Many of you have probably heard of the Gambler’s Fallacy. This is where a gambler believes past independent events can affect a future outcome. If you want to read more, we discussed this fallacy in depth in our series on the hidden probabilities of Roulette. The Gambler’s fallacy has a converse however, the Hot Hand fallacy, and it is what we are going to analyze this week.
The term a “hot hand” was initially used in basketball to describe a basketball player who had been very successful in scoring over a short period. The notion is “If you have been winning, you are more likely to win again.” Like the Gambler’s fallacy, past independent events are thought to influence future outcomes. However, this fallacy can be sneaky. Suppose you are betting on a game of chance or sports outcomes and have been winning. Do you believe you are more likely to win again the next time you bet? The mentality is pervasive. When you go the casino with a bunch of friends and start winning a few bets in a row, it can be hard to rationally think about the hot hand fallacy!
Recently, we read an article claiming researchers had found proof that the Hot Hand actually existed and should be taken off the list of statistical fallacies immediately. However, after reading past the clickbait title, we found this analysis fascinating, both by the fact that the Hot Hand seems to exist and can increase a gambler’s odds, as well as the undertaking by the scientists to understand why it is so.
It does actually turn out that the Hot Hand fallacy still does not exist, as it was shown that winning-streak gamblers had an average loss of £1.0078 for each pound they bet while non-streaky gamblers had an almost identical average loss of £1.0077. However, it was also undeniable that winning-streak gamblers had better odds to win their next bet when compared to losing-streak gamblers. After some admirable detecting work, the scientists discovered the confounding variable - the type of bet gambled on next.
Gamblers with a winning streak, more often than not, placed bets with greater odds of winning. Meanwhile, gamblers on a losing streak placed bets with lower odds of winning, thinking they would win big and offset their losses. Naturally, these bets led to the circumstance where winning-streak gamblers were more likely to win their next bet.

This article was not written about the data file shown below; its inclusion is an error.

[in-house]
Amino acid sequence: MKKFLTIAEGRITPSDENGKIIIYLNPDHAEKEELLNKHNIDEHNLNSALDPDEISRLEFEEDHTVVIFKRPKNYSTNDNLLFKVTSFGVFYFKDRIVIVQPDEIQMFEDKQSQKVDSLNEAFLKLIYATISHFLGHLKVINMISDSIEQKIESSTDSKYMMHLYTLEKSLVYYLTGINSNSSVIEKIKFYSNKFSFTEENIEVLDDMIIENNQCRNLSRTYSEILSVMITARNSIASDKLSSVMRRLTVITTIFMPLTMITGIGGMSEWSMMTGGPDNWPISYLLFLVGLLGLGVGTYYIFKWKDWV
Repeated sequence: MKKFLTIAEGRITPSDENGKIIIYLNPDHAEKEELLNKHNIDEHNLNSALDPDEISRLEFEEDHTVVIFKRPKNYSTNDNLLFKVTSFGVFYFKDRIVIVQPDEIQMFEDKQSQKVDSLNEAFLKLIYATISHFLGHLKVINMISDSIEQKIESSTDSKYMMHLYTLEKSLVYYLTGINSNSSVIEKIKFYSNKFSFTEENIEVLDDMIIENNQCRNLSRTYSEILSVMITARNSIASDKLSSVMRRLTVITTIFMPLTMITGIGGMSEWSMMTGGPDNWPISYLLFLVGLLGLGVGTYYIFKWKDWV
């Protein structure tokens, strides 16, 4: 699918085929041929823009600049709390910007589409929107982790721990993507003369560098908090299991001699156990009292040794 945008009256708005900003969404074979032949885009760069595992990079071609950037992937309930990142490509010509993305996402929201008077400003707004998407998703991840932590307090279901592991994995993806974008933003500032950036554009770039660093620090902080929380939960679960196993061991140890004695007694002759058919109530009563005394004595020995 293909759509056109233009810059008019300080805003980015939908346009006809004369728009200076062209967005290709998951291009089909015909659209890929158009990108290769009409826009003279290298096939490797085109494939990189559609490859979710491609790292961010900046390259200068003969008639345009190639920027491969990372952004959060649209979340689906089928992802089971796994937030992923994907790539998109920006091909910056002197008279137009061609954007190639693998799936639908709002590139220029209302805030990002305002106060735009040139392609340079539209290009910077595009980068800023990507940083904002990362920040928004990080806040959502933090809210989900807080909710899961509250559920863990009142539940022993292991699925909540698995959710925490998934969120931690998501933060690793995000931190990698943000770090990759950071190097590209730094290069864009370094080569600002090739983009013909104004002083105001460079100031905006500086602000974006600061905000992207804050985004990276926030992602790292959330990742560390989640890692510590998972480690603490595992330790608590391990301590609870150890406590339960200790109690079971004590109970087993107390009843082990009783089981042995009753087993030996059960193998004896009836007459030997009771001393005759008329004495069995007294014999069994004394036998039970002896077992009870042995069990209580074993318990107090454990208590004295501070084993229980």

An interesting example of the hot hand fallacy can be seen with the 2016 Cleveland Indians. From June 17 - July 2, the Indians did not lose. They were unbeatable. In fact, they set a franchise record for wins with 14. Many pegged them as the best team in baseball at the time and guaranteed of a serious World Series bid. We all know what Game 7 of the World Series last year thought of that winning streak though…
Initially, we were on board with supporting the Indians and riding their Hot Hand to a franchise if not league record. However, after delving into their actual schedule of those games, we changed our opinion regarding their ability to extend the streak. We postulated that the Indians would not break their franchise record and snap their win streak at 12 or 13 games. We also realized that their win streak did not mean they were the greatest team in the MLB. As discussed above with the gamblers on winning streaks, it is important to understand the context behind the streak.
The Indians started their winning streak by sweeping the Chicago White Sox, a team that finished fourth in the AL Central with a below .500 winning average. Next, the Indians swept the Tampa Bay Rays, a team that finished dead last in the AL East win an appalling .420 winning percentage. In context, the Cubs had a .640 winning percentage. Then the Indians swept the Tigers, a team that although finishing second in the AL Central, was at the time barely a .500 team. The Indians then swept the rebuilding Atlanta Braves, who finished last in the NL East with a .422 winning record. Sure, winning 12 games is not easy, but that schedule made it definitely a lot more probable. It could be argued that the Indians kept extending their winning streak because they played games where they had a higher chance of winning- games against poor teams.
Their next series was against the Blue Jays, a team at the time that was 6 games above .500 and rising quickly in the NL East. Since the Blue Jays were the first good team to play the Indians in the last 3 weeks, I disembarked from the Hot Hand train and thought that they would be the team to bring the Indians back down to Earth. Although this was true, it took until the third game of the series when the Indians had already clinched a new franchise record. Ironically, the hot hand mentality may have caused the Indians to win game 14 in a row. The second game against the Blue Jays took an astonishing 19 innings with 19 pitchers used between the two teams. The Indians ended up winning the game, to clinch the franchise record, and it can be argued that they wanted the win more than Blue Jays while also believing that they were unbeatable.
Although the Hot Hand is definitely a fallacy, maybe there was something about winning 13 games in row that gave the Indians the mental boost they needed to outlast the Blue Jays in a 19 inning marathon. What do you all think? Does the Hot Hand exist within the scope of professional athletes and athleticism? Or does the fallacy remain steadfast?
The SaberSmart Team